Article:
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Full text of "My Country And My People"

8             MY    COUNTRY    AND    MY    PEOPLE

librarians abroad who see China only through the reflection
of the Confucian classics.   The true Europeans in China do
not speak Chinese, and the true Chinese do not speak English.
The Europeans who speak Chinese too well develop certain
mental habits akin to the Chinese and are regarded by their
compatriots as "queer."  The Chinese who speak English too
well and develop Western mental habits are "denationalized/9
or they may not even speak Chinese, or speak it with an
English accent. So by a process of elimination, it would seem
that we have to put up with the Old China Hand, and that
we have largely to depend upon his understanding of pidgin.
The Old China Hand, or O.C.H.ólet us stop to picture
him, for he is important as your only authority on China. He
has been well described by Mr. Arthur Ransome.1   But to my
mind, he is a vivid personality, and one can now easily picture
him in the imagination. Let us make no mistake about him.
He may be the son of a missionary, or a captain or a pilot, or
a secretary in the consular service, or he may be a merchant to
whom China is just a market for selling sardines and "sunkist"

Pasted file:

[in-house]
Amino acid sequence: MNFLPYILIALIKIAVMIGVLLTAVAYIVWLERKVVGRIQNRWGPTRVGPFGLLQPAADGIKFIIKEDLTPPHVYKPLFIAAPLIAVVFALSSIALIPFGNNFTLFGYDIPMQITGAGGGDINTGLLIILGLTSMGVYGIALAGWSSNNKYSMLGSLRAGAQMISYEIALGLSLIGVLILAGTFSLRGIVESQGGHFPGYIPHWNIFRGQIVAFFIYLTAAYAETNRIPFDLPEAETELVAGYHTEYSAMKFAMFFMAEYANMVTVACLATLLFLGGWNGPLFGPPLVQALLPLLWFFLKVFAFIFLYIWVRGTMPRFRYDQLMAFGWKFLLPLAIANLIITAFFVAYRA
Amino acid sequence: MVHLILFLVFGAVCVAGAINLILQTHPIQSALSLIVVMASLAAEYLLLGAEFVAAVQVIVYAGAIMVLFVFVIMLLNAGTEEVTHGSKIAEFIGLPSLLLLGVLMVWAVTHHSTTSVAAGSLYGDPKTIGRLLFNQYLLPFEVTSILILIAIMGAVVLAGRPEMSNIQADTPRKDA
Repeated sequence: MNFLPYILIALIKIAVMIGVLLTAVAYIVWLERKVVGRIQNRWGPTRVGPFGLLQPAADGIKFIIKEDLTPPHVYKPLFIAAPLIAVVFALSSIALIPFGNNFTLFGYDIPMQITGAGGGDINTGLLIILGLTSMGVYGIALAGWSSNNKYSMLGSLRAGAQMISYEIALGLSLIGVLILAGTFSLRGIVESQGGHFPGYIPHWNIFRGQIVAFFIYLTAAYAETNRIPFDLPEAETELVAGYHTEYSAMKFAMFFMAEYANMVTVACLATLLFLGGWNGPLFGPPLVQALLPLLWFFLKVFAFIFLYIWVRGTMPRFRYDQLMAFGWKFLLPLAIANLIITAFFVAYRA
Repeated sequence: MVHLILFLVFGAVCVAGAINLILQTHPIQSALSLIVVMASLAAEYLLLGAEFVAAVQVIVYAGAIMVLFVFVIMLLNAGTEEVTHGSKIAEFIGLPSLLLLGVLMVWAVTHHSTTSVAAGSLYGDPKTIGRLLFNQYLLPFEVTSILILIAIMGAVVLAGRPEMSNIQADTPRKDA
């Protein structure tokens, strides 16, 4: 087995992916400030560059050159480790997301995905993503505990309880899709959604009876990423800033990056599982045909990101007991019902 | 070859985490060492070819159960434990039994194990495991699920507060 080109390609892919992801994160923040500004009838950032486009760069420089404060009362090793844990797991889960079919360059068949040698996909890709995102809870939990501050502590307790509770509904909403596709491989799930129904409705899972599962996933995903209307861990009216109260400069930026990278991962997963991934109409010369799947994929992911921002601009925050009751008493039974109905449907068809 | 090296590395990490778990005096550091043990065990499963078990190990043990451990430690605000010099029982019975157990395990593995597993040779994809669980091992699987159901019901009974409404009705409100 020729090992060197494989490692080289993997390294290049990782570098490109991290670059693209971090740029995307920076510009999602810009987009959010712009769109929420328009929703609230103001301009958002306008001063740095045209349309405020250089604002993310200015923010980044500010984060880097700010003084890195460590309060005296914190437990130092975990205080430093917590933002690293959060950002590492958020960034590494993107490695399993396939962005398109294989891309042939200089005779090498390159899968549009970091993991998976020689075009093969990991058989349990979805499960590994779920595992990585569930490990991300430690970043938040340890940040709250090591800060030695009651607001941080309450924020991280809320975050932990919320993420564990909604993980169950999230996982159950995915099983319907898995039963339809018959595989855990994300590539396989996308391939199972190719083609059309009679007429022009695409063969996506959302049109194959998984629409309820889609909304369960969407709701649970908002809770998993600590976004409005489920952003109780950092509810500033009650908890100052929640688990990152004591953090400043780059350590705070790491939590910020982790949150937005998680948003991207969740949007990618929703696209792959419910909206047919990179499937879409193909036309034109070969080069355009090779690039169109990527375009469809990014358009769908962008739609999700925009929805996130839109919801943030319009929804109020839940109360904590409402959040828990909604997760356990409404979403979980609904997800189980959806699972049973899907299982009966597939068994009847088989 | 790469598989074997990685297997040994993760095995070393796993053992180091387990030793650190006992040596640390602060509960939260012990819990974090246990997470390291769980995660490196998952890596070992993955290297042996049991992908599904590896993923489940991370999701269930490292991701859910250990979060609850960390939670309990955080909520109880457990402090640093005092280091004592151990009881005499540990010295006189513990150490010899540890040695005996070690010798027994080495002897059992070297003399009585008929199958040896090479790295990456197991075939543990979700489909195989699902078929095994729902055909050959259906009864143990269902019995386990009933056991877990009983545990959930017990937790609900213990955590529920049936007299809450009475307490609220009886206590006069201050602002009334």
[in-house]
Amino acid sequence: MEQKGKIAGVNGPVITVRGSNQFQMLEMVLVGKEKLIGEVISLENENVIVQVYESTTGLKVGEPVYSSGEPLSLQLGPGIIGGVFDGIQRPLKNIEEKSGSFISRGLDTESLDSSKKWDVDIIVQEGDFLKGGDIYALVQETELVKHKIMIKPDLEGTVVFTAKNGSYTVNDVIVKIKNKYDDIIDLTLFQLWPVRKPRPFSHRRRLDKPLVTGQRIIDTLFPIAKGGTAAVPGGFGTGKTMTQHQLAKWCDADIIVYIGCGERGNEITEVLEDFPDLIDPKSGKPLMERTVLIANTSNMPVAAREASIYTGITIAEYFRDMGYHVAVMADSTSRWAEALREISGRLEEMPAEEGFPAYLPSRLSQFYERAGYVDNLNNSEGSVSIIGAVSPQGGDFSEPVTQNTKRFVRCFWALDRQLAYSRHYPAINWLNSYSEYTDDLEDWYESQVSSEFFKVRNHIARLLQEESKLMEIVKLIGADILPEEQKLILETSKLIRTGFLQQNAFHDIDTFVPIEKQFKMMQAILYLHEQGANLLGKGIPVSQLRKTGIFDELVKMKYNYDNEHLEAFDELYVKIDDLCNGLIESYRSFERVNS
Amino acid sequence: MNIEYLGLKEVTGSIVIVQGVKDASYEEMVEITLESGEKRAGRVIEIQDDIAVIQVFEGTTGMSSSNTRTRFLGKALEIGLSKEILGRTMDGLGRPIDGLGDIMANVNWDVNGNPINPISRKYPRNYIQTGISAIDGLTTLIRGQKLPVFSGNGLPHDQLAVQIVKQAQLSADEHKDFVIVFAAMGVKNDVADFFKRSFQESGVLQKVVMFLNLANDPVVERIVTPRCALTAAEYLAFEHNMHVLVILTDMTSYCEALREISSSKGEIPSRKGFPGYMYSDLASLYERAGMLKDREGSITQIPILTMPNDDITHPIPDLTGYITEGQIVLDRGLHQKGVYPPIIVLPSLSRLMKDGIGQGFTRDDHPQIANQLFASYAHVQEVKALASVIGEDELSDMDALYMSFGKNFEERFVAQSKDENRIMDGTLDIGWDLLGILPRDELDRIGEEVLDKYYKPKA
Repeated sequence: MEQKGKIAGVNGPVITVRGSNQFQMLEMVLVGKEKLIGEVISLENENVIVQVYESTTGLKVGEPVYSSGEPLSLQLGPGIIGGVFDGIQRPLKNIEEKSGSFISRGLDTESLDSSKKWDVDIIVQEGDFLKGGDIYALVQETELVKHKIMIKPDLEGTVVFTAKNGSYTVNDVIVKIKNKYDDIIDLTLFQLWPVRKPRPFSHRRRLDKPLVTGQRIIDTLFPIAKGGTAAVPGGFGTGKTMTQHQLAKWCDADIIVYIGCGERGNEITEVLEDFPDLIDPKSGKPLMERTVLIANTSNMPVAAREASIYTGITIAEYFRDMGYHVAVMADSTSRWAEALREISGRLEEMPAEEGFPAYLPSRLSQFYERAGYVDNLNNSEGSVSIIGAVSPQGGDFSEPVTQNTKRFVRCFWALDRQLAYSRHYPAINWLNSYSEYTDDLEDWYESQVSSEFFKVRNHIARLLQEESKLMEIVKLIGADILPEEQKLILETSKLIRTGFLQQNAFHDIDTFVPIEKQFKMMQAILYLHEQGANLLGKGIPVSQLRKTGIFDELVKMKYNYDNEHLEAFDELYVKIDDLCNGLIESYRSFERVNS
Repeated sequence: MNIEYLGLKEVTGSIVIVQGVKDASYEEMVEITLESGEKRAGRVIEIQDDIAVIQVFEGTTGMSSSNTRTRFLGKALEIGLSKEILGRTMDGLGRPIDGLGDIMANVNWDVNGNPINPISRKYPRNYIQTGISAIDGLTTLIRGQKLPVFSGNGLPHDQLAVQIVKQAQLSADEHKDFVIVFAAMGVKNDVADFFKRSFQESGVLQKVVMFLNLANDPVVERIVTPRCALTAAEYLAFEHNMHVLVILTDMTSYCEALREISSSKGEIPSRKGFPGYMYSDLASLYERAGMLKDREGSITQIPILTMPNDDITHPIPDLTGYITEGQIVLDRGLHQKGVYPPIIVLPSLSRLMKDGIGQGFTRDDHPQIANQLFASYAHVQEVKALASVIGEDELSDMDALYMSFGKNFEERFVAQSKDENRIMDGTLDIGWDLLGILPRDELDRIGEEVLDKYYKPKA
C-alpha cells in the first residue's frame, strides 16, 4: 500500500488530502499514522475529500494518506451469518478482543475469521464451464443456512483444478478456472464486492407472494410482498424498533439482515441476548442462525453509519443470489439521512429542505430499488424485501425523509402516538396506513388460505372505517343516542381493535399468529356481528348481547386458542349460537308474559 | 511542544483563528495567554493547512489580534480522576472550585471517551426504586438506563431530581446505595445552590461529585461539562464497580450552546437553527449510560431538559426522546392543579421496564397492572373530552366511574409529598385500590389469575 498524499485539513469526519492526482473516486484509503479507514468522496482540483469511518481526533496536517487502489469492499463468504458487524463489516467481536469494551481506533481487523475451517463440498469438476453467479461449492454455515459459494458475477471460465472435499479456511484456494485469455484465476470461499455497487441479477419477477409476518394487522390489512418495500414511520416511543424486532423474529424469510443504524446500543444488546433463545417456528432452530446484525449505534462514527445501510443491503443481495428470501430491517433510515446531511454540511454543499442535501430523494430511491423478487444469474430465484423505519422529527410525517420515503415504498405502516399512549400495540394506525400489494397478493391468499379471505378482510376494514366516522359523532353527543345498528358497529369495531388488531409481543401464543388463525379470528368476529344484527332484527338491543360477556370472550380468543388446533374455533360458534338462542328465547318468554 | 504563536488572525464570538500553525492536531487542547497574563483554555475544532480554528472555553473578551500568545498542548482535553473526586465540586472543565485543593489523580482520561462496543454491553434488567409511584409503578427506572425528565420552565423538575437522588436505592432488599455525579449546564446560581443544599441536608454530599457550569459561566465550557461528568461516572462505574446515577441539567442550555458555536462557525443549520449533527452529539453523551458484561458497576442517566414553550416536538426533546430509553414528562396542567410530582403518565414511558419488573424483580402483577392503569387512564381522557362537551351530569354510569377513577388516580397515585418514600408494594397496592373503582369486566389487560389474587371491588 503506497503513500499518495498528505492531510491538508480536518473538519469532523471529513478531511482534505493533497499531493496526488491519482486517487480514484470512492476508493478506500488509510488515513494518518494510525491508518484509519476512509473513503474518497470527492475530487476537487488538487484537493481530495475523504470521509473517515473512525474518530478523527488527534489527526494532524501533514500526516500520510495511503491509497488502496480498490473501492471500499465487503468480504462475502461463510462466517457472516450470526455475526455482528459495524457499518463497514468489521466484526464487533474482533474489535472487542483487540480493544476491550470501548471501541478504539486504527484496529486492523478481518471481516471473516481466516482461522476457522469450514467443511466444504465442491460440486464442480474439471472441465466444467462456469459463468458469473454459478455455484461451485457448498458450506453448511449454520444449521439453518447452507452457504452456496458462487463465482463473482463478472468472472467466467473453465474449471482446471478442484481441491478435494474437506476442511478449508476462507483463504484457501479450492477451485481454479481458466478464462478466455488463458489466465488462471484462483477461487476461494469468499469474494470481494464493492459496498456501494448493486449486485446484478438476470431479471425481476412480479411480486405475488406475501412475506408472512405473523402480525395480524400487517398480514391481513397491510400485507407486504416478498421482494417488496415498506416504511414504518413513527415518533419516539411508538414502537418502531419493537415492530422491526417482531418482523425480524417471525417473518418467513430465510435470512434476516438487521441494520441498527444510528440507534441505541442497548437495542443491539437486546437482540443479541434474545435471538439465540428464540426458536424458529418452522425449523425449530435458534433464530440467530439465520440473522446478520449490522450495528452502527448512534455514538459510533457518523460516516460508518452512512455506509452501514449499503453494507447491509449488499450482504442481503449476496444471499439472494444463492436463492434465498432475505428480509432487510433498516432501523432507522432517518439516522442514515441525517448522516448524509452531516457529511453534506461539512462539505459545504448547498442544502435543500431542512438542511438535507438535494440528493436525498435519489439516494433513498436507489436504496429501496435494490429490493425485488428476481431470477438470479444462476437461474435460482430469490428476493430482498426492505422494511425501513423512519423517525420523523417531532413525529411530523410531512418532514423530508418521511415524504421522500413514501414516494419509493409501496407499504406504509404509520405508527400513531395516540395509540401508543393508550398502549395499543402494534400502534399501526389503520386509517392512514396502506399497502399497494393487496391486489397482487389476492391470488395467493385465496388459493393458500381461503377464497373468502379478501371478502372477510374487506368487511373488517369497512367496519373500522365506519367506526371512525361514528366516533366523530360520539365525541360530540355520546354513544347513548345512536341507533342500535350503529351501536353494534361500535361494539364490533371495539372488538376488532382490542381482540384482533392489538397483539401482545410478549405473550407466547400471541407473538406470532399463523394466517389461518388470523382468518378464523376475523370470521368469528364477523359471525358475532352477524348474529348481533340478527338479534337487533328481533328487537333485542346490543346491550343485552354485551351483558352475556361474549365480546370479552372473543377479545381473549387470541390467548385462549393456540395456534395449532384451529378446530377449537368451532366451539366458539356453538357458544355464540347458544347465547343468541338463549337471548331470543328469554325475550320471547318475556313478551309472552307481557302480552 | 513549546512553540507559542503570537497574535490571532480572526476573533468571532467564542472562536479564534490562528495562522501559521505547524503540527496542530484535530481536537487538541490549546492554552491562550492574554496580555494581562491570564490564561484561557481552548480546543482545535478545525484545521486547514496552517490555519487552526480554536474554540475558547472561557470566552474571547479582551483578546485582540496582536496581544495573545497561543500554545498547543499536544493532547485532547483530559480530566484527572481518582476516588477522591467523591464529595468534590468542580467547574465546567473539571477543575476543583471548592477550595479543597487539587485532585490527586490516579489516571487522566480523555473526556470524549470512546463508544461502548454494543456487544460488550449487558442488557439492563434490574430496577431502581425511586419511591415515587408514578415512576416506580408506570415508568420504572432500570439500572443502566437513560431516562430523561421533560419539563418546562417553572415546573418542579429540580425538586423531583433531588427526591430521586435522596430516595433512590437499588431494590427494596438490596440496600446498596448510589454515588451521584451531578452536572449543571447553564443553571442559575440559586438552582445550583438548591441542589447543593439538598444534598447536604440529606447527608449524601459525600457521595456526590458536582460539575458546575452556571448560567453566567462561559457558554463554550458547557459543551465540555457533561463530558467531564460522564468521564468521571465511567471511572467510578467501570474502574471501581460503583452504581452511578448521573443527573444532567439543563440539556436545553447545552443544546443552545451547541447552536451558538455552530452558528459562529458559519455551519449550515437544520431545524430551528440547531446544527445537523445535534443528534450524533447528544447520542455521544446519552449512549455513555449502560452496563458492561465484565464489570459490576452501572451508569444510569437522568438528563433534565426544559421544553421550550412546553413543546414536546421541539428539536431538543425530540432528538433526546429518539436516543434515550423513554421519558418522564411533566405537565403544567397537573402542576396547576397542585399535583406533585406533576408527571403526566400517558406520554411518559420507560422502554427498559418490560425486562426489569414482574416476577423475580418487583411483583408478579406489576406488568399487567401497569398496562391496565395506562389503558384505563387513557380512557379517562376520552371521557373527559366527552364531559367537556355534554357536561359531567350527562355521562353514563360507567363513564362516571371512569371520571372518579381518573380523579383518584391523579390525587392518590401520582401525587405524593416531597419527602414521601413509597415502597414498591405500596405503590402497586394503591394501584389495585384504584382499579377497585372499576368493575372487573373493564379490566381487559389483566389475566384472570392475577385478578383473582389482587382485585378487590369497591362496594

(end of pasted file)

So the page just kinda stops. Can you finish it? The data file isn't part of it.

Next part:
oranges.  He is not always uneducated; in fact, he may be a
brilliant journalist, with one eye to a political advisorship and
the other to a loan commission. He may even be very well in-
formed within his limits, the limits of a man who cannot talk three
syllables of Chinese and depends on his English-speaking
Chinese friends for his supplies of information.  But he keeps
on with his adventure and he plays golf and his golf helps to
keep him fit. He drinks Lipton's tea and reads the North China
Daily News, and his spirit revolts against the morning reports
of banditry and kidnapping and recurrent civil wars, which
spoil his breakfast for him.   He is well shaved and dresses
more neatly than his Chinese associates, and his boots are
better shined than they would be in England, although this
is no credit to him, for the Chinese boys are such good boot-
blacks.   He rides a distance of three or four miles from his
home to his office every morning, and believes himself desired
at Miss Smith's tea.   He may have no aristocratic blood in
his veins nor ancestral oil portraits in his halls, but he can
always circumvent that by going further back in history and

* The Chinese Puzzle, especially the chapter on "The Shanghai Mind/'